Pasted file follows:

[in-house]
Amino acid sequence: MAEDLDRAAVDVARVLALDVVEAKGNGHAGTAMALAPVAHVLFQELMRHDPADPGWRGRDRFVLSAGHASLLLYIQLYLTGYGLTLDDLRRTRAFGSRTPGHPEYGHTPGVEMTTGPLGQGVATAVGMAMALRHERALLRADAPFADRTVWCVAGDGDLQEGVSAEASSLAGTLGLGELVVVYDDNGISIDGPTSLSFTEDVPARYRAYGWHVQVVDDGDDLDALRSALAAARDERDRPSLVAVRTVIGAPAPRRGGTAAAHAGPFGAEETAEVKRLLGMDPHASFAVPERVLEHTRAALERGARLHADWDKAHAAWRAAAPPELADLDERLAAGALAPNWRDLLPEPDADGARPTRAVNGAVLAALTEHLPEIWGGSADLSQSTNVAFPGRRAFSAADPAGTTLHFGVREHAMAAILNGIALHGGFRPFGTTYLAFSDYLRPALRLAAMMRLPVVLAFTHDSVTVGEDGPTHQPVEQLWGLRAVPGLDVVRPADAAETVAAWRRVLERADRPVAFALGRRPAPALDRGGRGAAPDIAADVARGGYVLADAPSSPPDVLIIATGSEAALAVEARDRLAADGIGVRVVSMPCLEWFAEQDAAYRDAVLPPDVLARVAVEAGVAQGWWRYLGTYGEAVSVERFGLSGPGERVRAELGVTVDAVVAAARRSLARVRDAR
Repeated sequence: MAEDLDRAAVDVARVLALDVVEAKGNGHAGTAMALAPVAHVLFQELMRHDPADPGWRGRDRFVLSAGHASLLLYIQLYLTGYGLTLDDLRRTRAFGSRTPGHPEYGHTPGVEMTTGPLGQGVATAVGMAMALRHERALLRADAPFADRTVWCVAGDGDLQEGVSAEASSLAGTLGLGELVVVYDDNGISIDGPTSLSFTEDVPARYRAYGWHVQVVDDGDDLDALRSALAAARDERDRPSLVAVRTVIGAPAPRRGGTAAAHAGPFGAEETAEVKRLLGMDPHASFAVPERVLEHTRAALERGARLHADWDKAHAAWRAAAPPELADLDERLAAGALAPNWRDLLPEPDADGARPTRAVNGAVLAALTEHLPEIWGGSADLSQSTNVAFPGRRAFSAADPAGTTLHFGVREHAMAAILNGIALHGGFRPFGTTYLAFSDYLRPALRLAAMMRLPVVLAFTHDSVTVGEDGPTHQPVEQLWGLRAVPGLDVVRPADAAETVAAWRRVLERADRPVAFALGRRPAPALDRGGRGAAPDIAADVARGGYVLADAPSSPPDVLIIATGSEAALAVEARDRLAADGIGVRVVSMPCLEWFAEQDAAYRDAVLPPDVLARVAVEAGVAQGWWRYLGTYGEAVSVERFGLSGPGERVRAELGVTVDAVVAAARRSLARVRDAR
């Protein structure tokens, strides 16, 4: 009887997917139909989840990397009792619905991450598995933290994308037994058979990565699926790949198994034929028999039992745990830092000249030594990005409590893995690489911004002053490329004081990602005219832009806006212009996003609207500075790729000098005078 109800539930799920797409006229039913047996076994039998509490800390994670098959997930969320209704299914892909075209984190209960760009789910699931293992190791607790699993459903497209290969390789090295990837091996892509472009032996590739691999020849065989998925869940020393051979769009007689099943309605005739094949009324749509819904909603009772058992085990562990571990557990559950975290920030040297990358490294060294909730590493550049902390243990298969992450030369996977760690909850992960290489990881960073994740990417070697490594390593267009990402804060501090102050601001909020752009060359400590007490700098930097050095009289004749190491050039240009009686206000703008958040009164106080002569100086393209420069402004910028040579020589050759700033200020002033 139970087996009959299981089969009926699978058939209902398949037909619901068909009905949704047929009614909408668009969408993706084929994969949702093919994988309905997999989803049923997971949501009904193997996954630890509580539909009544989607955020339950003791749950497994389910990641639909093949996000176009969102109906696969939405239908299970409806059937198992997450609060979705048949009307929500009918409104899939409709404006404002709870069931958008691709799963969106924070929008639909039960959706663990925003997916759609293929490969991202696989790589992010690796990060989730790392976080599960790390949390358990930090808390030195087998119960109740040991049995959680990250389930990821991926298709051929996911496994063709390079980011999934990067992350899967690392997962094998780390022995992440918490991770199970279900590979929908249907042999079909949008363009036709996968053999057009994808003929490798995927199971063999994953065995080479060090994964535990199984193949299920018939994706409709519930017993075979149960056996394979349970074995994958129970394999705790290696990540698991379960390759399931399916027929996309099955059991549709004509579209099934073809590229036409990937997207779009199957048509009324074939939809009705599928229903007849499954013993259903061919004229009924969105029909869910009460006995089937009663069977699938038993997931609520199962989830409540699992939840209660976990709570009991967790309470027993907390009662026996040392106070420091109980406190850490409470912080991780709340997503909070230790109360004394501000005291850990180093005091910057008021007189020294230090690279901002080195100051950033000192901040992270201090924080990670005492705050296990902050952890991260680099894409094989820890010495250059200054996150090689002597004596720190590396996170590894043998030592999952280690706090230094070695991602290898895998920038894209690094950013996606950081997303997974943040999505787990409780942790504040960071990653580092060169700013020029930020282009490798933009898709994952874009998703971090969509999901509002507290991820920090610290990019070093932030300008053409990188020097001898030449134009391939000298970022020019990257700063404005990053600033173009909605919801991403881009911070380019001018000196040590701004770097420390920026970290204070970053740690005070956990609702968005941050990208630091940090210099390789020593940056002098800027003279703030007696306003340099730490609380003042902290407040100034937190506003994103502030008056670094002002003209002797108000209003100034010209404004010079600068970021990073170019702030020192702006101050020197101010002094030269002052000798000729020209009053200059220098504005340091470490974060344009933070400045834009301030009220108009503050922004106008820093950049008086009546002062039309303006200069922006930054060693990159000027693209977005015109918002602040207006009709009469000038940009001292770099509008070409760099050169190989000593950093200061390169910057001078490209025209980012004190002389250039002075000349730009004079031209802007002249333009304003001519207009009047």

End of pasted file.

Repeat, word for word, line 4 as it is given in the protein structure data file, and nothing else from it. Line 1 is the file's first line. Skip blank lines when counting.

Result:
């Protein structure tokens, strides 16, 4: 009887997917139909989840990397009792619905991450598995933290994308037994058979990565699926790949198994034929028999039992745990830092000249030594990005409590893995690489911004002053490329004081990602005219832009806006212009996003609207500075790729000098005078 109800539930799920797409006229039913047996076994039998509490800390994670098959997930969320209704299914892909075209984190209960760009789910699931293992190791607790699993459903497209290969390789090295990837091996892509472009032996590739691999020849065989998925869940020393051979769009007689099943309605005739094949009324749509819904909603009772058992085990562990571990557990559950975290920030040297990358490294060294909730590493550049902390243990298969992450030369996977760690909850992960290489990881960073994740990417070697490594390593267009990402804060501090102050601001909020752009060359400590007490700098930097050095009289004749190491050039240009009686206000703008958040009164106080002569100086393209420069402004910028040579020589050759700033200020002033 139970087996009959299981089969009926699978058939209902398949037909619901068909009905949704047929009614909408668009969408993706084929994969949702093919994988309905997999989803049923997971949501009904193997996954630890509580539909009544989607955020339950003791749950497994389910990641639909093949996000176009969102109906696969939405239908299970409806059937198992997450609060979705048949009307929500009918409104899939409709404006404002709870069931958008691709799963969106924070929008639909039960959706663990925003997916759609293929490969991202696989790589992010690796990060989730790392976080599960790390949390358990930090808390030195087998119960109740040991049995959680990250389930990821991926298709051929996911496994063709390079980011999934990067992350899967690392997962094998780390022995992440918490991770199970279900590979929908249907042999079909949008363009036709996968053999057009994808003929490798995927199971063999994953065995080479060090994964535990199984193949299920018939994706409709519930017993075979149960056996394979349970074995994958129970394999705790290696990540698991379960390759399931399916027929996309099955059991549709004509579209099934073809590229036409990937997207779009199957048509009324074939939809009705599928229903007849499954013993259903061919004229009924969105029909869910009460006995089937009663069977699938038993997931609520199962989830409540699992939840209660976990709570009991967790309470027993907390009662026996040392106070420091109980406190850490409470912080991780709340997503909070230790109360004394501000005291850990180093005091910057008021007189020294230090690279901002080195100051950033000192901040992270201090924080990670005492705050296990902050952890991260680099894409094989820890010495250059200054996150090689002597004596720190590396996170590894043998030592999952280690706090230094070695991602290898895998920038894209690094950013996606950081997303997974943040999505787990409780942790504040960071990653580092060169700013020029930020282009490798933009898709994952874009998703971090969509999901509002507290991820920090610290990019070093932030300008053409990188020097001898030449134009391939000298970022020019990257700063404005990053600033173009909605919801991403881009911070380019001018000196040590701004770097420390920026970290204070970053740690005070956990609702968005941050990208630091940090210099390789020593940056002098800027003279703030007696306003340099730490609380003042902290407040100034937190506003994103502030008056670094002002003209002797108000209003100034010209404004010079600068970021990073170019702030020192702006101050020197101010002094030269002052000798000729020209009053200059220098504005340091470490974060344009933070400045834009301030009220108009503050922004106008820093950049008086009546002062039309303006200069922006930054060693990159000027693209977005015109918002602040207006009709009469000038940009001292770099509008070409760099050169190989000593950093200061390169910057001078490209025209980012004190002389250039002075000349730009004079031209802007002249333009304003001519207009009047």